Iraq will be unable to pass its oil and revenue-sharing laws by this summer because of ongoing political disagreements, the chairman of the Iraqi parliament’s Oil and Energy Committee said in London today.
While President Barack Obama takes credit for keeping a 2008 campaign promise by ending the war in Iraq this month and pledges to wind down the war in Afghanistan by 2014, foreign policy offers a less certain election weapon.
Iraq, the second-largest producer in OPEC, won’t reach its target of pumping 4.5 million barrels of oil a day by next year and plans to announce revised production goals in April, senior government officials said.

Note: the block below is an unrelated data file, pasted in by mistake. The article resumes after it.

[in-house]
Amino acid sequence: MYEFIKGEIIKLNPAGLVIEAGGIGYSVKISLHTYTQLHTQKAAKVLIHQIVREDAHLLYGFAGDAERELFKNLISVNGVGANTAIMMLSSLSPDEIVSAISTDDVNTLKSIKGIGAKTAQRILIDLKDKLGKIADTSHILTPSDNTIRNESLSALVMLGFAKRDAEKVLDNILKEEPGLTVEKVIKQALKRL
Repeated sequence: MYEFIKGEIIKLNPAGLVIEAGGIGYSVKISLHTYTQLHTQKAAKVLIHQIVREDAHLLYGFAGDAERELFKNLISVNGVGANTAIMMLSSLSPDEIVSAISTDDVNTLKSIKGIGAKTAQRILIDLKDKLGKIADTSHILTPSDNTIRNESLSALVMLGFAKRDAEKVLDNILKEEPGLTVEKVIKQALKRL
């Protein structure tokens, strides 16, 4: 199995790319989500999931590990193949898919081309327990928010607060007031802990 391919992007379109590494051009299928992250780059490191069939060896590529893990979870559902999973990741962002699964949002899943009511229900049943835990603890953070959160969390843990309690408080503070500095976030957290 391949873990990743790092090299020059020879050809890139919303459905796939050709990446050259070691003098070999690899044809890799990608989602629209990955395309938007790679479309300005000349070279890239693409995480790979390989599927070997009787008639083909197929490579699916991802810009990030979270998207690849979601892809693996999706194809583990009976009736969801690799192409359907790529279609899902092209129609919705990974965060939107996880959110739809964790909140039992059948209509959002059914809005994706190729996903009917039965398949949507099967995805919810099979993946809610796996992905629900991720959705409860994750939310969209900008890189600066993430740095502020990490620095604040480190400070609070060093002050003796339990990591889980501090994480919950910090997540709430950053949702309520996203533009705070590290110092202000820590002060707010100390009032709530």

Iraq’s Sunni Muslim-backed al- Iraqiya alliance accepted President Jalal Talabani’s invitation for a meeting among all political parties to defuse sectarian tensions after lawmakers linked to Shiite cleric Moktada al-Sadr called for new elections.
Iraq may seek to keep U.S. troops in the country past this year to help with training, a role not requiring the approval of a parliament ready to reject continuation of American combat missions, Prime Minister Nuri al-Maliki said today.
Iraq can produce as much as 5 million barrels a day of oil without needing to ask for OPEC’s permission, as this is a sovereign decision, the chairman of the Iraqi parliament’s oil and energy committee said.